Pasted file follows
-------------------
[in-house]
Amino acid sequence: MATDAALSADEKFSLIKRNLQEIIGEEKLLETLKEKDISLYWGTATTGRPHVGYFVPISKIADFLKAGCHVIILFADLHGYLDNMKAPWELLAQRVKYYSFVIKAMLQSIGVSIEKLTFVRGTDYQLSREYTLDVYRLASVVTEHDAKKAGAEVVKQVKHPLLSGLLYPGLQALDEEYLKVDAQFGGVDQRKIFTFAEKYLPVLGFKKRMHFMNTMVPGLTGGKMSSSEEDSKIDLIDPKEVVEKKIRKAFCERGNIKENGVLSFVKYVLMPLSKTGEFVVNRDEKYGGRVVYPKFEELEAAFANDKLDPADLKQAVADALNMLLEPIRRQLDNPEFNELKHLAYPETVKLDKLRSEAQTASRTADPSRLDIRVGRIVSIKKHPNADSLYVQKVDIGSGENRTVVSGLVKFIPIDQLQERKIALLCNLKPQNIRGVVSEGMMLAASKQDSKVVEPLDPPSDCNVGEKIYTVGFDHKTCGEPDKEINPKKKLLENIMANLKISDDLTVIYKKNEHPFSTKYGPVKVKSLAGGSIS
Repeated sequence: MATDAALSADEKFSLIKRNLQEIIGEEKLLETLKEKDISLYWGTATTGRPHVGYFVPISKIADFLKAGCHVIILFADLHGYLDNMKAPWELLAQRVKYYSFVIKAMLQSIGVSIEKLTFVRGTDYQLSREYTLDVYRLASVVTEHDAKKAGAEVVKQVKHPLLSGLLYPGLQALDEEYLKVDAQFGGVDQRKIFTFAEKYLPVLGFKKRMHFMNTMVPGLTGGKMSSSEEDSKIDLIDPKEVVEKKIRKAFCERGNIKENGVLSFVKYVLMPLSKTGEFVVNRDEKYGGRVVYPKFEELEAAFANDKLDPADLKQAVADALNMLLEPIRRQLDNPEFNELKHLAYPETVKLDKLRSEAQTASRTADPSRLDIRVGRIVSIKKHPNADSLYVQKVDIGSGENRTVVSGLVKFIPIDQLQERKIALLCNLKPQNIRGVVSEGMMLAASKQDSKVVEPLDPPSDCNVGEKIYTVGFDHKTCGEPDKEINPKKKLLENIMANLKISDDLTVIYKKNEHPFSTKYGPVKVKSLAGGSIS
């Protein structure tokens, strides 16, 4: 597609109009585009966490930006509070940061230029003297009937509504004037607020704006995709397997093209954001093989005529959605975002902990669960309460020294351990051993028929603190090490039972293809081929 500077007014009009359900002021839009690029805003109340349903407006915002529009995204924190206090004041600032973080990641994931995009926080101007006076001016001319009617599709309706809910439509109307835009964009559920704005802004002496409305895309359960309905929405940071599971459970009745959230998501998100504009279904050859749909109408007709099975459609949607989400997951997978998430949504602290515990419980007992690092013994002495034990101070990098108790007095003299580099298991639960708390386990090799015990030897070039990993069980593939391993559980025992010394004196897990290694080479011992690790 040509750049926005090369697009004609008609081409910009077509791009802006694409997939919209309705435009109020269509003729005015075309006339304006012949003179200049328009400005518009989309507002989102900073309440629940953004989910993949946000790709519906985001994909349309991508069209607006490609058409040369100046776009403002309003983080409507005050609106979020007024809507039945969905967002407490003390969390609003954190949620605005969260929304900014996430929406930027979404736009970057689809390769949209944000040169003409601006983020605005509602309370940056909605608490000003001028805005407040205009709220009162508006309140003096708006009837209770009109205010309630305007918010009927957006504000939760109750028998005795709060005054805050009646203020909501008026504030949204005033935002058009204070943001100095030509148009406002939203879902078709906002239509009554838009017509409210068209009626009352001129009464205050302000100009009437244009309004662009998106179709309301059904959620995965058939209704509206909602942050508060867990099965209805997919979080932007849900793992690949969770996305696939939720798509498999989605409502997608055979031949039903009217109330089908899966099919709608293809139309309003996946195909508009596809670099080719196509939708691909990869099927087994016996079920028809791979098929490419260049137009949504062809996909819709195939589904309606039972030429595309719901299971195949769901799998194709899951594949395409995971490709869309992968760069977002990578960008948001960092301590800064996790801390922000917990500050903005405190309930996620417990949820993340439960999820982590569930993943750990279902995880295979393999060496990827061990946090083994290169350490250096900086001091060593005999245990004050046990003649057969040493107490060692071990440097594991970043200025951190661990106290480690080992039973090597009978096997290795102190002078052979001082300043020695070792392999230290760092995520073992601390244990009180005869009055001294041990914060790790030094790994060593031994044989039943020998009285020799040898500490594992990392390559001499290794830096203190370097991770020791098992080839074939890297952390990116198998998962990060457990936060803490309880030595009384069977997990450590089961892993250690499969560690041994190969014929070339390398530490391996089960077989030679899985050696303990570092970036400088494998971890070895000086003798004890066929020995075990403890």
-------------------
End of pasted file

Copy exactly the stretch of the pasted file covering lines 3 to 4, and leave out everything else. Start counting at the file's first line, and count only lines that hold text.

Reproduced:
Repeated sequence: MATDAALSADEKFSLIKRNLQEIIGEEKLLETLKEKDISLYWGTATTGRPHVGYFVPISKIADFLKAGCHVIILFADLHGYLDNMKAPWELLAQRVKYYSFVIKAMLQSIGVSIEKLTFVRGTDYQLSREYTLDVYRLASVVTEHDAKKAGAEVVKQVKHPLLSGLLYPGLQALDEEYLKVDAQFGGVDQRKIFTFAEKYLPVLGFKKRMHFMNTMVPGLTGGKMSSSEEDSKIDLIDPKEVVEKKIRKAFCERGNIKENGVLSFVKYVLMPLSKTGEFVVNRDEKYGGRVVYPKFEELEAAFANDKLDPADLKQAVADALNMLLEPIRRQLDNPEFNELKHLAYPETVKLDKLRSEAQTASRTADPSRLDIRVGRIVSIKKHPNADSLYVQKVDIGSGENRTVVSGLVKFIPIDQLQERKIALLCNLKPQNIRGVVSEGMMLAASKQDSKVVEPLDPPSDCNVGEKIYTVGFDHKTCGEPDKEINPKKKLLENIMANLKISDDLTVIYKKNEHPFSTKYGPVKVKSLAGGSIS
């Protein structure tokens, strides 16, 4: 597609109009585009966490930006509070940061230029003297009937509504004037607020704006995709397997093209954001093989005529959605975002902990669960309460020294351990051993028929603190090490039972293809081929 500077007014009009359900002021839009690029805003109340349903407006915002529009995204924190206090004041600032973080990641994931995009926080101007006076001016001319009617599709309706809910439509109307835009964009559920704005802004002496409305895309359960309905929405940071599971459970009745959230998501998100504009279904050859749909109408007709099975459609949607989400997951997978998430949504602290515990419980007992690092013994002495034990101070990098108790007095003299580099298991639960708390386990090799015990030897070039990993069980593939391993559980025992010394004196897990290694080479011992690790 040509750049926005090369697009004609008609081409910009077509791009802006694409997939919209309705435009109020269509003729005015075309006339304006012949003179200049328009400005518009989309507002989102900073309440629940953004989910993949946000790709519906985001994909349309991508069209607006490609058409040369100046776009403002309003983080409507005050609106979020007024809507039945969905967002407490003390969390609003954190949620605005969260929304900014996430929406930027979404736009970057689809390769949209944000040169003409601006983020605005509602309370940056909605608490000003001028805005407040205009709220009162508006309140003096708006009837209770009109205010309630305007918010009927957006504000939760109750028998005795709060005054805050009646203020909501008026504030949204005033935002058009204070943001100095030509148009406002939203879902078709906002239509009554838009017509409210068209009626009352001129009464205050302000100009009437244009309004662009998106179709309301059904959620995965058939209704509206909602942050508060867990099965209805997919979080932007849900793992690949969770996305696939939720798509498999989605409502997608055979031949039903009217109330089908899966099919709608293809139309309003996946195909508009596809670099080719196509939708691909990869099927087994016996079920028809791979098929490419260049137009949504062809996909819709195939589904309606039972030429595309719901299971195949769901799998194709899951594949395409995971490709869309992968760069977002990578960008948001960092301590800064996790801390922000917990500050903005405190309930996620417990949820993340439960999820982590569930993943750990279902995880295979393999060496990827061990946090083994290169350490250096900086001091060593005999245990004050046990003649057969040493107490060692071990440097594991970043200025951190661990106290480690080992039973090597009978096997290795102190002078052979001082300043020695070792392999230290760092995520073992601390244990009180005869009055001294041990914060790790030094790994060593031994044989039943020998009285020799040898500490594992990392390559001499290794830096203190370097991770020791098992080839074939890297952390990116198998998962990060457990936060803490309880030595009384069977997990450590089961892993250690499969560690041994190969014929070339390398530490391996089960077989030679899985050696303990570092970036400088494998971890070895000086003798004890066929020995075990403890």